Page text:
by paul, on 08.28.2012

Facebook has just launched a fantastic new iOS app, a huge upgrade in performance and user experience from their previous application. This has re-sparked the debate over native vs portable mobile apps. I think that the reality is more nuanced, and talking about html5 vs. a native app presents a false dichotomy.

Native apps are applications coded using the language, developer tools, and APIs provided by the mobile device's SDK, or software development toolkit. If you want to have a native app for both android and iOS, you would by definition have to write two different pieces of software: Android's SDK is for the Java programming language, whereas iOS is for objective-C. Portable apps, which use html5, css, and javascript, promise a "write once, run anywhere" developer experience. You write your app using standard web technologies, package it up using a framework like senchatouch, and bingo bango bongo, you're in business in the android store as well as the apple app store. A lot has been written on the relative advantages and disadvantages of these approaches, and I will not be re-hashing those arguments here.

The problem with the "native vs portable" debate, is that it implies if you're writing a native app, you won't be using html5. In practice, this doesn't have to be true, and frequently isn't. When I was at GS, my team built GS Research, to showcase equity research to our clients. Equity Research functions quite a lot like a newsroom, and our app is built around a business that publishes timely research, sometimes based around market events, sometimes more general economic forecasting, etc. We wanted our clients to be able to download our app from the app store, and have a first class experience browsing through the research we publish.

When we architected the GS Research app, to allow our clients to read our investment research products, we made a couple of important decisions that allowed us quite a lot of flexibility:
Number one, after some debate, we decided we wanted to do a native app. The usability of the portable frameworks we tried like SenchaTouch weren't quite up to speed. Since our app is iPad only, and would have a lot of visibility, we opted to use objective-C. I would note that none of us, including myself, had ever written a line of objective-C before we started on the project. We used books, I even wrote a small metronome app to prepare. Our attitude was that we are good technologists, and can use whatever technology is required to get the job done. Programming languages are not like spoken languages; they usually have a lot of common ground, and are relatively quick to learn, and as programmers, we love to learn new languages.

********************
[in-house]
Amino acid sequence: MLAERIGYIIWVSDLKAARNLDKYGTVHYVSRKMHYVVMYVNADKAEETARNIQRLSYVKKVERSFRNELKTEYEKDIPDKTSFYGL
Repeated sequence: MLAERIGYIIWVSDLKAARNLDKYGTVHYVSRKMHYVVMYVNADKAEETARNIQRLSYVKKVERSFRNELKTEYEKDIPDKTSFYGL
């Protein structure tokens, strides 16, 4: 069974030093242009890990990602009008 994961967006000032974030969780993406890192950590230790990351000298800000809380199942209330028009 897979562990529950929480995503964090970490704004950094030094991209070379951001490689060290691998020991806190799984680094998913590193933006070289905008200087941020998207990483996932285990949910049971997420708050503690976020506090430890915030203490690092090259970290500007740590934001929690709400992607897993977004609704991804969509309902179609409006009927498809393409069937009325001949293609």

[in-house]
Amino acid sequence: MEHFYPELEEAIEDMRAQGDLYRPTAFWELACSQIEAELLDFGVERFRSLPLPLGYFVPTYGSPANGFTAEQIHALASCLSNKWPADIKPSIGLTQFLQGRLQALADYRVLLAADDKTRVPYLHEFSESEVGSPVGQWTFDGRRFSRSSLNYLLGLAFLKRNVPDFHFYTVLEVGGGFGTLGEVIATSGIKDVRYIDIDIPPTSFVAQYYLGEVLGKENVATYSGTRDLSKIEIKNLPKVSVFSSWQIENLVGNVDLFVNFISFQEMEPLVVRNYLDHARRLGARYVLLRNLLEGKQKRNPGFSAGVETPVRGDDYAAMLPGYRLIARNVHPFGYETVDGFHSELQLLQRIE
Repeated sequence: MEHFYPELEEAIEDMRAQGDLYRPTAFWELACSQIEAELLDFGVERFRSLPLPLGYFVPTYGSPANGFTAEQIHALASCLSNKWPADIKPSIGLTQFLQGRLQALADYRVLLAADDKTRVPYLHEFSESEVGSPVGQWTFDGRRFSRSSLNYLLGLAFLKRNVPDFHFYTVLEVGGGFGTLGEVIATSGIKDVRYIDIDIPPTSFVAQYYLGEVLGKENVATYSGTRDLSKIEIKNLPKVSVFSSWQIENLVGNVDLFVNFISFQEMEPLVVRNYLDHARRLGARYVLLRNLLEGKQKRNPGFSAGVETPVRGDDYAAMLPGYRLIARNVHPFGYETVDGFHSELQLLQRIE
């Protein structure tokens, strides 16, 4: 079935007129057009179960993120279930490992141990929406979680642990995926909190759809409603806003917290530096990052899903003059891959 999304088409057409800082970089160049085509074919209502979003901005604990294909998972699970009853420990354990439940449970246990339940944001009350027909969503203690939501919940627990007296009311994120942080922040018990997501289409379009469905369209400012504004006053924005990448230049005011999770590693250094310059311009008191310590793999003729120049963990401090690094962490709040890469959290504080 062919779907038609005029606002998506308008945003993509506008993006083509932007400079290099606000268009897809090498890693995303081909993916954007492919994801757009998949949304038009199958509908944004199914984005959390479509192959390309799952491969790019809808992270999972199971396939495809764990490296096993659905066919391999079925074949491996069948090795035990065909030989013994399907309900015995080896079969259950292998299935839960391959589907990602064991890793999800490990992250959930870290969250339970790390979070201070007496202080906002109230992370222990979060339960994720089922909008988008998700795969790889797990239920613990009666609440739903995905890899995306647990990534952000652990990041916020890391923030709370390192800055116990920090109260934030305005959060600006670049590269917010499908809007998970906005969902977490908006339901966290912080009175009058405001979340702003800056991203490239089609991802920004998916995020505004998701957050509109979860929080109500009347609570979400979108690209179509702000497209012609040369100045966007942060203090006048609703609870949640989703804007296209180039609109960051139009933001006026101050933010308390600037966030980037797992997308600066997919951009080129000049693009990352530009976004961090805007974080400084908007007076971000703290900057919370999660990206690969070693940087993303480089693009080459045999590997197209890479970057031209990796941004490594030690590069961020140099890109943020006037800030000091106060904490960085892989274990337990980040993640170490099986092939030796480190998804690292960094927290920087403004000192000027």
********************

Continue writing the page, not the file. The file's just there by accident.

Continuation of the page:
Number two, we didn't want to rebuild the whole enchilada if we wanted an android client. Most publishing and news apps have a non-trivial server side component, and for our app, we had roughly three times as many developers working on the server side as we did on the client side. I don't want to trivialize client development; but we had to implement services for search, app activation, personalized content, email alerts, etc.
We needed a clean, platform agnostic way to represent our investment research. Guess what we chose? HTML5 for documents, JSON for reference data, and javascript (jQuery) and CSS for styling. The app uses a UIWebView to display research documents, which were semantically marked up and delivered to our app via HTTP.

In general, the decision to use html5 and JSON as a contract between our web services and client application served us very well, and I would readily architect another web application this way. In fact, my colleague Bryan Irace, who was instrumental in the planning, crafting and implementation of virtually everything I've just described has, as far as I know, done just that at his current gig. My current job is pretty far removed from the mobile space, but my experience and feeling is that architecting your app using a native wrapper, but html5 for transient content, is a very sound, flexible approach.